The miser, by contrast, operates under the delusion—though it’s only a delusion under capitalism—that the best way to increase his wealth is by taking his money out of circulation, hoarding it in a mattress or under the floor. Like the capitalist, he’s engaged in an endless quest for more money. And while he’s often represented in literature as mad—possessed by some malignant daemon, driven by some unfathomable end—Marx makes the point that his madness is purely situational, a failure to match his ends with his means. Unlike the capitalist, who shares the same goal of increasing his money, the miser simply doesn’t understand that best way to make money in a capitalist economy is to spend it.

This boundless greed after riches, this passionate chase after exchange-value, is common to the capitalist and the miser; but while the miser is merely a capitalist gone mad, the capitalist is a rational miser. The never-ending augmentation of exchange value, which the miser strives after, by seeking to save his money from circulation, is attained by the more acute capitalist, by constantly throwing it afresh into circulation.

In corruption rings, men and women are as rational as any capitalist, but they’re forced to act with all the madness of a miser. That is, like the capitalist, they correctly estimate their situation, but their situation, unlike that of the capitalist, requires that they hoard. Even if they were to launder their money, which would put their sums into a kind of circulation, that circulation would not do what circulation does under capitalism: it might make their illicit funds clean, but it wouldn’t increase those funds.

There’s a second way in which corruption turns the Marxist theory of capitalism on its head. In his early “humanist” writings, specifically the Economic and Philosophical Manuscripts, Marx was obsessed with the ways in which money and its pursuit distorted men and women. We pursue money in order to possess something, but ultimately money possesses us. It turns our weaknesses into strengths, our assets into liabilities. It makes us into what we are not, and makes what we are not into who we are.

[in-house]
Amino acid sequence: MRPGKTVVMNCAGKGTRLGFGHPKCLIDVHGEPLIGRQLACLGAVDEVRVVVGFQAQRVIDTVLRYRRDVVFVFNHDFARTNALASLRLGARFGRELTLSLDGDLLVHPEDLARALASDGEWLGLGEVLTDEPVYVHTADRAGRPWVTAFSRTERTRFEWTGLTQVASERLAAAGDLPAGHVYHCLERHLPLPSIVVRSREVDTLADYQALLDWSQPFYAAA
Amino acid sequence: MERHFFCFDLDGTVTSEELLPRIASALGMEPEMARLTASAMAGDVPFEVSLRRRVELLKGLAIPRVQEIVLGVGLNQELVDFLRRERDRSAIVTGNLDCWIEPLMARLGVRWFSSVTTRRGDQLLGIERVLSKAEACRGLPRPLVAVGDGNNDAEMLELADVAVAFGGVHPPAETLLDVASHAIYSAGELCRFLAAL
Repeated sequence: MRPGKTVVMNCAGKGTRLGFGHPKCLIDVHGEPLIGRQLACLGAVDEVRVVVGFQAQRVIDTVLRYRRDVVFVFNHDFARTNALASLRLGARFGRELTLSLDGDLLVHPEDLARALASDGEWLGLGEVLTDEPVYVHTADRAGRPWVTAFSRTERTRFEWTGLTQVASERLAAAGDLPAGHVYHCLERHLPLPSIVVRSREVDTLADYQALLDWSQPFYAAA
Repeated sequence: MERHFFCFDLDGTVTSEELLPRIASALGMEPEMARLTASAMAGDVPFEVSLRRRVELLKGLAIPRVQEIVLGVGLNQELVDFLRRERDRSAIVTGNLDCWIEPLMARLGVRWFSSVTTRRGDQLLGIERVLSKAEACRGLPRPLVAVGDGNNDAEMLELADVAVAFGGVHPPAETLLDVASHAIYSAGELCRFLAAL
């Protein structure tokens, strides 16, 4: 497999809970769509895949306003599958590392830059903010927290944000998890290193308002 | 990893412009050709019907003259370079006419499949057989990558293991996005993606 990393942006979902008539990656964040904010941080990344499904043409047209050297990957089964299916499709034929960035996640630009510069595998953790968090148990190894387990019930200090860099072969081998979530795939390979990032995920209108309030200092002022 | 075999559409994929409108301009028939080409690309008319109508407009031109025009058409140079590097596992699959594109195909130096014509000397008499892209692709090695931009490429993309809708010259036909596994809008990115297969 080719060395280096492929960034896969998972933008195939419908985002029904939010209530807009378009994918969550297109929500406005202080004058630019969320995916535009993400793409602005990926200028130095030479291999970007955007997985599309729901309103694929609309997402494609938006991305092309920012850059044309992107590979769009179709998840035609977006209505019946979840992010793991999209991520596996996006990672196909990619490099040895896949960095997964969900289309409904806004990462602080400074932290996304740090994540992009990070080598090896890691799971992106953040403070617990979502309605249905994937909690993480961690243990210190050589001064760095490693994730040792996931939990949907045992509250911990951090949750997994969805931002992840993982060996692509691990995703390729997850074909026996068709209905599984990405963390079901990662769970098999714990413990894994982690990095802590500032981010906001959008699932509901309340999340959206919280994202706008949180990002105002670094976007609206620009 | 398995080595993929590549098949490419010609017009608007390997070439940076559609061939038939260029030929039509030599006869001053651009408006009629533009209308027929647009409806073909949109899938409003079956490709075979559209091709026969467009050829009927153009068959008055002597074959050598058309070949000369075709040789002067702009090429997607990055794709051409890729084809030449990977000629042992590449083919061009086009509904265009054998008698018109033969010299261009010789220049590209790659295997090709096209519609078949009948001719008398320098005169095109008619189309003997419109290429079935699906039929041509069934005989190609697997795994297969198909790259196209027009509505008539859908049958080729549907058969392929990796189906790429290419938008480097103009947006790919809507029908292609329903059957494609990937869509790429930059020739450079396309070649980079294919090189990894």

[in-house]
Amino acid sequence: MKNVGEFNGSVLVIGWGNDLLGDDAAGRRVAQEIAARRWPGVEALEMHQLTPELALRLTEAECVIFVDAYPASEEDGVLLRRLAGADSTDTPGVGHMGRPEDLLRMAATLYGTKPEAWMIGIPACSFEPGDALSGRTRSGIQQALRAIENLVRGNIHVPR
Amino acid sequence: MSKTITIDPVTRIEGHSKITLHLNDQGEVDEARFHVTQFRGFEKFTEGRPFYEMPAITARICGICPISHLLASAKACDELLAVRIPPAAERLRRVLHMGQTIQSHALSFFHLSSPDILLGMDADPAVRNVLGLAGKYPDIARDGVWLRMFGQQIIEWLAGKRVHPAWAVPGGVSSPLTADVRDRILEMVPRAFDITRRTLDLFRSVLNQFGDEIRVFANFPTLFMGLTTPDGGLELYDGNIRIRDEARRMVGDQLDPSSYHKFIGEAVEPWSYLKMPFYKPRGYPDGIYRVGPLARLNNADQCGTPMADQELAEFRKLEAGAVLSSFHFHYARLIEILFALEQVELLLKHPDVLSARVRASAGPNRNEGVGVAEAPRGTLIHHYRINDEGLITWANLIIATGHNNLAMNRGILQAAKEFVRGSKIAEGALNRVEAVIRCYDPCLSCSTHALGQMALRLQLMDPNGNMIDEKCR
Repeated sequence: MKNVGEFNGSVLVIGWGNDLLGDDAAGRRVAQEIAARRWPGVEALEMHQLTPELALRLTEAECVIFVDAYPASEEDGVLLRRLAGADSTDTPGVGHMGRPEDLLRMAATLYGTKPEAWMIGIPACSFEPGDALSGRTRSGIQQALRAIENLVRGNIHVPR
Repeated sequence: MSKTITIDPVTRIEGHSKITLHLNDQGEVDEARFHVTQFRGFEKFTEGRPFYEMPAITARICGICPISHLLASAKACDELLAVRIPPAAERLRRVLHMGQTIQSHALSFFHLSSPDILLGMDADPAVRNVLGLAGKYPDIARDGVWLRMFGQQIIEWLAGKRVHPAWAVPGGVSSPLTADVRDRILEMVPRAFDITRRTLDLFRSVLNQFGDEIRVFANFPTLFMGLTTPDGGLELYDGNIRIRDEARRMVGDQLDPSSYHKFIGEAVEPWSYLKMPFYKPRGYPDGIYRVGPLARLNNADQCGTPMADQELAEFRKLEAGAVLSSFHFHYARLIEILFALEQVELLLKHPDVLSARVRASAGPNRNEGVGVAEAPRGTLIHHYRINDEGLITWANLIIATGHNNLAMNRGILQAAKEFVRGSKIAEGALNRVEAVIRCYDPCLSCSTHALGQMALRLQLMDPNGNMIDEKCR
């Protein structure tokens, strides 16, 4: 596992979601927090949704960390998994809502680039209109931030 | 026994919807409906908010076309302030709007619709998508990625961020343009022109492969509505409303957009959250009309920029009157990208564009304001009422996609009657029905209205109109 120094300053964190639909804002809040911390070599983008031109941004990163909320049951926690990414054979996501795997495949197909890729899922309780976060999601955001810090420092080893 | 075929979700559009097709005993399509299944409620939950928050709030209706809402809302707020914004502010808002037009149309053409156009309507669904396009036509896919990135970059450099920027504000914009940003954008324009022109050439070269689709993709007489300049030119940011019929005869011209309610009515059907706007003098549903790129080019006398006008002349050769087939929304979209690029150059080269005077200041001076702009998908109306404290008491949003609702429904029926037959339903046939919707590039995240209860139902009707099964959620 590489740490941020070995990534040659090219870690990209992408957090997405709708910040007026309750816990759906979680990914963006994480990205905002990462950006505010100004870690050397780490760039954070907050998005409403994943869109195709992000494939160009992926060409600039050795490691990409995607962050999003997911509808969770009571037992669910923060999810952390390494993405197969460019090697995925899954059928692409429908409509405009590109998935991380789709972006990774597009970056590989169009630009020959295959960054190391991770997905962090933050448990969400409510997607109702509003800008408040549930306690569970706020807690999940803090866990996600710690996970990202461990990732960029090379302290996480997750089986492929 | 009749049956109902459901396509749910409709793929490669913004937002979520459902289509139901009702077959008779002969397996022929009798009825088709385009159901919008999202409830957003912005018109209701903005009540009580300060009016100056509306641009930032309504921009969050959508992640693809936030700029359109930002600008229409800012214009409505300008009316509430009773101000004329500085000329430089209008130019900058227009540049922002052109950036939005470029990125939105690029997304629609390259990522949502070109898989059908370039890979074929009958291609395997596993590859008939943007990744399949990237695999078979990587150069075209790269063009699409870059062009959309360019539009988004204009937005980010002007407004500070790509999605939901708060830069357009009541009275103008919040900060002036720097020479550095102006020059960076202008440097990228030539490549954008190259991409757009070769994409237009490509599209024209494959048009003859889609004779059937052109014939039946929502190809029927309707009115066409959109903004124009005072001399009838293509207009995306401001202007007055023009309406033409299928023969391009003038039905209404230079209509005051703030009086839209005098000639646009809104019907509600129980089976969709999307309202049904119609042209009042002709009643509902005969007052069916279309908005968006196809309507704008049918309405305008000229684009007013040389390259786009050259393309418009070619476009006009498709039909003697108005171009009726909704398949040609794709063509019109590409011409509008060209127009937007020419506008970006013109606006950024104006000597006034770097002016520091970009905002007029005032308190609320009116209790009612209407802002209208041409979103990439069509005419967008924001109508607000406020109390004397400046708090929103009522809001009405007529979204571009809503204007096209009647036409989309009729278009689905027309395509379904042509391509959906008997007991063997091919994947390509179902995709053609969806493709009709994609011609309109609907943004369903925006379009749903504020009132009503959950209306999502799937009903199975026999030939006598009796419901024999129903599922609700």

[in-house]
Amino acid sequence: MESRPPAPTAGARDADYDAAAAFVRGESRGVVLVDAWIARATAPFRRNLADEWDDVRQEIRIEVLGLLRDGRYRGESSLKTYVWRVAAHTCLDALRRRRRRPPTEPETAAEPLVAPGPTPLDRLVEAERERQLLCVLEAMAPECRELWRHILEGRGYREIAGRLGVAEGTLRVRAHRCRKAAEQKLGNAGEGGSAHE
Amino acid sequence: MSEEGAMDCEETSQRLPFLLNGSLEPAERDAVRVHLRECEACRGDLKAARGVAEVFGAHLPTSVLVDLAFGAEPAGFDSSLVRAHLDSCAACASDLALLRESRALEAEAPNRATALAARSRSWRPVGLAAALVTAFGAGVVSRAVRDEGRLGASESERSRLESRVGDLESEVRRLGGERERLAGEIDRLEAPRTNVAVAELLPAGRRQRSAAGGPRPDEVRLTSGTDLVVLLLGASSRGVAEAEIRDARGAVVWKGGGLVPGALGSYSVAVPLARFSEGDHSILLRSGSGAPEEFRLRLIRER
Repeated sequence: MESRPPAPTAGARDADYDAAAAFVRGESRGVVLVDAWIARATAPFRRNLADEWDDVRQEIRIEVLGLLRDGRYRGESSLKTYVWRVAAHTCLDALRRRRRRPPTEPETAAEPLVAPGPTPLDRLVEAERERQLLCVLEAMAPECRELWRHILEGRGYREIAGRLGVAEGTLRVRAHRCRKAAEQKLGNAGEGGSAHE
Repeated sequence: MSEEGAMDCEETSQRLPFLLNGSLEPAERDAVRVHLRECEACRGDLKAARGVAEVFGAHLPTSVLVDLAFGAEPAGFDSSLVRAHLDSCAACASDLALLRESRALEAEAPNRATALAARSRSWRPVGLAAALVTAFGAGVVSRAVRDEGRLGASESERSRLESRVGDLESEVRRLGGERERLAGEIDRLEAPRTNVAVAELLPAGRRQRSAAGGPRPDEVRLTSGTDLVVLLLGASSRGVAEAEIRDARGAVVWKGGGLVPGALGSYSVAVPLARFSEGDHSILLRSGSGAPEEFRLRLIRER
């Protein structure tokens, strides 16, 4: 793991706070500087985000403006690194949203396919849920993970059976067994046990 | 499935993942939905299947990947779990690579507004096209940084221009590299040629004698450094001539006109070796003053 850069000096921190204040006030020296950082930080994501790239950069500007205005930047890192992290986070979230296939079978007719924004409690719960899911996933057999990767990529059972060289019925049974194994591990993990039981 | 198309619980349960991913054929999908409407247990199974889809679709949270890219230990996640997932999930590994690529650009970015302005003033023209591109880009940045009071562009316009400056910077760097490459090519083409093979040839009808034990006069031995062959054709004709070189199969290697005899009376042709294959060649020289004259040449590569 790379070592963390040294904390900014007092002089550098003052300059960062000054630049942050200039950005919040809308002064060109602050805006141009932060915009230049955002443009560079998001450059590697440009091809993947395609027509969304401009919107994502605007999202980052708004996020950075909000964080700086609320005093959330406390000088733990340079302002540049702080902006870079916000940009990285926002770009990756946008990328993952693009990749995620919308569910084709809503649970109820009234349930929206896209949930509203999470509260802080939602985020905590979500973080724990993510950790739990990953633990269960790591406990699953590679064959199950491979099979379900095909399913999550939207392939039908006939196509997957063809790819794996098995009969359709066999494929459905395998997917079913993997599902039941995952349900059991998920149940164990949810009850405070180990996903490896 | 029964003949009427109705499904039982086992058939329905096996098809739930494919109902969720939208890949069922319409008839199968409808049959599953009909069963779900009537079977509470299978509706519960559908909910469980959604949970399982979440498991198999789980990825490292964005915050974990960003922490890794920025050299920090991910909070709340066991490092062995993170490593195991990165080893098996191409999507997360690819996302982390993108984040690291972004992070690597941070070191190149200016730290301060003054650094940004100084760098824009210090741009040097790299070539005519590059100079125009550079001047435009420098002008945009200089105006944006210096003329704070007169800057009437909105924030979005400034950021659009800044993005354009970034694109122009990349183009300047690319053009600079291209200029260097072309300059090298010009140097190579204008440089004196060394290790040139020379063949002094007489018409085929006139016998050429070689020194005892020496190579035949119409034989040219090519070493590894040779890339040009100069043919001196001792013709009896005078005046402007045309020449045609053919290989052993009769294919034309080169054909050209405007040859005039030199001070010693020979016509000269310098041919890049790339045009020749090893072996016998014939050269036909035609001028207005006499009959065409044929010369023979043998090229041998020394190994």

The extent of the power of money is the extent of my power. Money’s properties are my properties and essential powers—the properties and powers of its possessor. Thus, what I am and am capable of is by no means determined by my individuality. I am ugly, but I can buy for myself the most beautiful of women. Therefore I am not ugly, for the effect of ugliness—its deterrent power—is nullified by money….I am stupid, but money is the real mind of all things and how then should its possessor be stupid? Besides, he can buy talented people for himself, and is he who has power over talented people not more talented than the talented? Do not I, who thanks to money am capable of all that the human heart longs for, possess all human capacities? Does not my money therefore transform all my incapacities into their contrary?

Marx called this power of money to turn “fidelity into infidelity, love into hate, hate into love, virtue into vice, vice into virtue, servant into master, master into servant, idiocy into intelligence and intelligence into idiocy” the “fraternization of impossibilities.”